In many markets, buyers are likely to put more emphasis on cash flow rather than cash price. This is particularly true in emerging economies, where the availability of extended payment terms can greatly improve exporters’ chances of winning a contract. By focusing negotiations on credit terms offered, exporters may face substantially less pressure to reduce prices, which in turn may mean better sales margins and higher profitability.

Exporters, who prefer being paid in cash, thereby avoiding exposing themselves to the costs and risks associated with providing financing, regularly opt for forfaiting as a trade finance tool to facilitate this process.

So what exactly is forfaiting? Forfaiting is a highly flexible trade financing method that allows exporters to grant credit terms to importers without tying up more of their cash flow while avoiding the risks of possible late payment or default, as well as the exposure to fluctuating interest and/or currency rates during the credit period.

Although forfaiting has traditionally been defined as the without-recourse discounting of trade-related receivables, it has evolved considerably over the last 20 years, and now encompasses many more instruments, structures and concepts. As a versatile and flexible approach to raising finance for the international trade community, it has significant benefits for both exporters and importers.

Today, forfaiting is a mainstream trade finance product, with numerous applications. Through the creative use of forfaiting a wide range of goods and services are financed and the values range from $100,000 to tens of millions. The simplicity and flexibility of forfaiting are the prime reasons for its success and global popularity.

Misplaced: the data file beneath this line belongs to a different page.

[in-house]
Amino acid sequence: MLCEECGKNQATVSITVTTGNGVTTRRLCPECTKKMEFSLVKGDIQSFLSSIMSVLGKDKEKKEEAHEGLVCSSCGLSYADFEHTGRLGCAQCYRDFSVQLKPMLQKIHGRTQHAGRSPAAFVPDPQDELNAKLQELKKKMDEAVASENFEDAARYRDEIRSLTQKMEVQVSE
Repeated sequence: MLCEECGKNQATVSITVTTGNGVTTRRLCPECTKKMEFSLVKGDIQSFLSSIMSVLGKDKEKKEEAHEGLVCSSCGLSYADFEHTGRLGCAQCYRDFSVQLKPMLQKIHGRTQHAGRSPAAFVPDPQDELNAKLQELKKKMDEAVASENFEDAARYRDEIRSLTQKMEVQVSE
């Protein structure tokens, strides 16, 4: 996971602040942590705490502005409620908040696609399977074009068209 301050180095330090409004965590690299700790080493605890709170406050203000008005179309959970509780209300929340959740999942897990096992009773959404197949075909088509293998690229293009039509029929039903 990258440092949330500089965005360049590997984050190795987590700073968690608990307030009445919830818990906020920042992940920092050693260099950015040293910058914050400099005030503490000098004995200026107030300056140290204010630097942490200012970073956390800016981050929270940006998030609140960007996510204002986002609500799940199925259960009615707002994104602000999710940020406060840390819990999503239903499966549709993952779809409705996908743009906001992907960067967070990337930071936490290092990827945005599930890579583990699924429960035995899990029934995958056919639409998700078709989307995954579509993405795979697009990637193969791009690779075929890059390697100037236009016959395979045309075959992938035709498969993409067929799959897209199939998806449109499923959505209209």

One of the principal forfaiting options available is up to 100 per cent financing, without recourse to the seller of the receivable. The receivable is usually evidenced by legally enforceable and freely transferable payment obligations e.g. a bill of exchange, promissory note or letter of credit, typically denominated in one of the major currencies, with the dollar and the euro being the most common.

Forfaiting can be applied as a stand-alone finance package or used in conjunction with credit facilities offered through Export Credit Agencies (ECAs) such as Ex-Im Bank in the United States. Often, ECA-backed finance is restricted to 85 per cent of the value of the goods supplied. Forfaiting can be used alongside an ECA arrangement to finance the uncovered portion of the transaction, including the down-payment or any ineligible foreign content.

Forfaiting offers exporters flexibility within a simple structure while increasing their ability to win business in competitive international markets.

Simon Lay is the managing director of the London Forfaiting Company Ltd, a wholly-owned subsidiary of FIMBank plc.

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